Maybe the "journalist" who wrote that should apply for a meaningful position as a dishwasher.


 

madak  Identity Verified
United Kingdom
Local time: 22:02
Swedish to English
+ ...
TOPIC STARTER
Thank you Nicole Jul 6, 2010

Considering the previous answers, I thought it was just me being a bit fussy.

Nicole Schnell wrote:

It reminds me of: "Work from home! Make $$$$$!!!"

That's not the right approach to appeal to qualified translators.


That was exactly my thought (the teenage son bit was just a bit of fun, but then again, the ad did not really exclude him).

@Brian - although I might blame journalists for many things, this wasn't really in their hands as the copy would have gone straight from the EU's HR department to the newspaper's ad sales.

My point was that an international organisation, which should have some experience hiring people with language skills and qualifications, could even consider using such meaningless copy which gives you no indication of what the requirements actually are. All the ad said was that you need to know more than one language, hence my reference to my son.

I've written a number of job ads in my time and, to me at least, the most important thing is to limit the number of applications. I'd rather have 2 qualified responses than 100 which do not fit the profile.

This ad looks more like having been written by a contracted media agency than the HR department which will have to sift through countless unsuitable applications.


 

Samuel Murray  Identity Verified
Netherlands
Local time: 23:02
Member (2006)
English to Afrikaans
+ ...
The ad did exclude your teenage son Jul 7, 2010

Madeleine MacRae Klintebo wrote:
That was exactly my thought (the teenage son bit was just a bit of fun, but then again, the ad did not really exclude him).


It does exclude him, unless he has any of the following qualifications mentioned in the advert:

We are looking for translators with a main language of:
· Danish (ref: EPSO/AD/183/10)
· German (ref: EPSO/AD/184/10)
· English (ref: EPSO/AD/185/10)
· French (ref: EPSO/AD/186/10)
· Slovenian (ref: EPSO/AD/187/10)
(This is at our graduate entry grade)


Or... does the advert you saw not mention these things?


 

Kate Chaffer
Italy
Local time: 23:02
Member (2009)
Italian to English
Translate Jul 7, 2010

Brian Young wrote:

1."Translate Your Language Skills Into Something Really Significant"
"Translate"? Why not "use"?


Umm...maybe because they're looking for translators?


 

Nicole Schnell  Identity Verified
United States
Local time: 14:02
English to German
+ ...
Yes, if you actually make it through the text. Jul 7, 2010

Samuel Murray wrote:

Madeleine MacRae Klintebo wrote:
That was exactly my thought (the teenage son bit was just a bit of fun, but then again, the ad did not really exclude him).


It does exclude him, unless he has any of the following qualifications mentioned in the advert:

We are looking for translators with a main language of:
· Danish (ref: EPSO/AD/183/10)
· German (ref: EPSO/AD/184/10)
· English (ref: EPSO/AD/185/10)
· French (ref: EPSO/AD/186/10)
· Slovenian (ref: EPSO/AD/187/10)
(This is at our graduate entry grade)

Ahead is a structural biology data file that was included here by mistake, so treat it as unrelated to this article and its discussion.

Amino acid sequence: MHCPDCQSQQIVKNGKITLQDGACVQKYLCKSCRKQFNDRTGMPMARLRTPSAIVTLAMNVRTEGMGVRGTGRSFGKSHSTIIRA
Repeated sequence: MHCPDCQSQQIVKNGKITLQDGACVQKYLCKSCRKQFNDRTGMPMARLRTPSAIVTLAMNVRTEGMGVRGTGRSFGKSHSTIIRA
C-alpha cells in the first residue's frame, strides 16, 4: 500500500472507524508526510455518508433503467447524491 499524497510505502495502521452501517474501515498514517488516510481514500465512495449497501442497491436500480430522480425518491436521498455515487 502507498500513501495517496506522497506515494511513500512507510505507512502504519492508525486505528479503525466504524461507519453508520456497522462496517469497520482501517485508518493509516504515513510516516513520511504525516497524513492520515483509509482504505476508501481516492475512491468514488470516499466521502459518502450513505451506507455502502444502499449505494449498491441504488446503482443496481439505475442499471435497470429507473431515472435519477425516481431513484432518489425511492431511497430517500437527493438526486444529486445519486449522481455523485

Or... does the advert you saw not mention these things?


And if you are not put off and insulted by this ad within the first two seconds.

Performing a full analysis of this ad because it is up for discussion and trying to figure out like Sherlock Holmes what this exquisite masterpiece of communication tried to convey is a waste of time.


 

Samuel Murray  Identity Verified
Netherlands
Local time: 23:02
Member (2006)
English to Afrikaans
+ ...
@Nicole Jul 7, 2010

Nicole Schnell wrote:
Performing a full analysis of this ad because it is up for discussion and trying to figure out like Sherlock Holmes what this exquisite masterpiece of communication tried to convey is a waste of time.


Still, you saw fit to comment on it.icon_smile.gif

The original poster has a point, though. There are people in the world who are very sensitive to anything that appears to insult them, and job advertisers should be aware of the fact that if they make any attempt to add a little colour and flavour to a job advert, they may lose the attention of potential candidates.

On the other hand, job hunters tend to learn quickly how to scan job adverts to filter out non-crucial information. In the advert under discussion, a job hunter would (hopefully) have picked up on the word "graduate" and the word "translator", and have figured out that unless you're a graduated translator, you apply at your own risk.

Some translators (though not all) are good at spotting language humour (such as puns) as they scan large, dense pieces of text. A bit of language humour gives an advert a good chance to catch such a translator's attention as he/she browses the newspaper's jobs section. An advertiser should decide, therefore, if he wants to use this technique, at the risk losing translators with no sense of humour.


 

Charlie Bavington  Identity Verified
Local time: 22:02
French to English
Different approach Jul 7, 2010

Perhaps they did it on purpose. After all, the reputation of translated EU texts is not exactly a glorious one, overall. Having recruited a bunch of po-faced, humourless, pun-shunning automatons in the past, with the results as known to all and sundry in the profession, p'raps they thought a change was in order. Get some folks in who can write a directive that does not induce catatonia within the first two paragraphs.

I'm not saying there needs to be a gag on every page, but some feeling for language would be groovy. So mebbe they are deliberately trying to find people who are actively repulsed by the bland yet accurate "The European Commission is recruiting translators", and who indeed, would perhaps like to turn their undoubted talents to something marginally more worthwhile ("meaningful", if you will) than marketing claptrap for insoles or eyeliner.